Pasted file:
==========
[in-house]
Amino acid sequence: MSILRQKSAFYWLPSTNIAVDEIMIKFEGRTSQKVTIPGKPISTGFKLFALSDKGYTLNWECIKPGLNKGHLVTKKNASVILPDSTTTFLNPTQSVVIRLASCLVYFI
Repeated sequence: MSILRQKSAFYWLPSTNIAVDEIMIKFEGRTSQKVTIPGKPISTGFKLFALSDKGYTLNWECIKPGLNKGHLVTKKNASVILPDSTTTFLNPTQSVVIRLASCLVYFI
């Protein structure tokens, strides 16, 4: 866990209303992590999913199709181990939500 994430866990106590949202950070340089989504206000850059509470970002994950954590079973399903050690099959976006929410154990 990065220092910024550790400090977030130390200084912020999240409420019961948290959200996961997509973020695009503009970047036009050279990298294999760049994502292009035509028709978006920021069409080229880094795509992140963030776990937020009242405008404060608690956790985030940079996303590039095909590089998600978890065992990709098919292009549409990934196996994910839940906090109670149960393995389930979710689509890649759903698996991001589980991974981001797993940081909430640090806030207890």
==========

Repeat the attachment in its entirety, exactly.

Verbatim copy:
[in-house]
Amino acid sequence: MSILRQKSAFYWLPSTNIAVDEIMIKFEGRTSQKVTIPGKPISTGFKLFALSDKGYTLNWECIKPGLNKGHLVTKKNASVILPDSTTTFLNPTQSVVIRLASCLVYFI
Repeated sequence: MSILRQKSAFYWLPSTNIAVDEIMIKFEGRTSQKVTIPGKPISTGFKLFALSDKGYTLNWECIKPGLNKGHLVTKKNASVILPDSTTTFLNPTQSVVIRLASCLVYFI
């Protein structure tokens, strides 16, 4: 866990209303992590999913199709181990939500 994430866990106590949202950070340089989504206000850059509470970002994950954590079973399903050690099959976006929410154990 990065220092910024550790400090977030130390200084912020999240409420019961948290959200996961997509973020695009503009970047036009050279990298294999760049994502292009035509028709978006920021069409080229880094795509992140963030776990937020009242405008404060608690956790985030940079996303590039095909590089998600978890065992990709098919292009549409990934196996994910839940906090109670149960393995389930979710689509890649759903698996991001589980991974981001797993940081909430640090806030207890």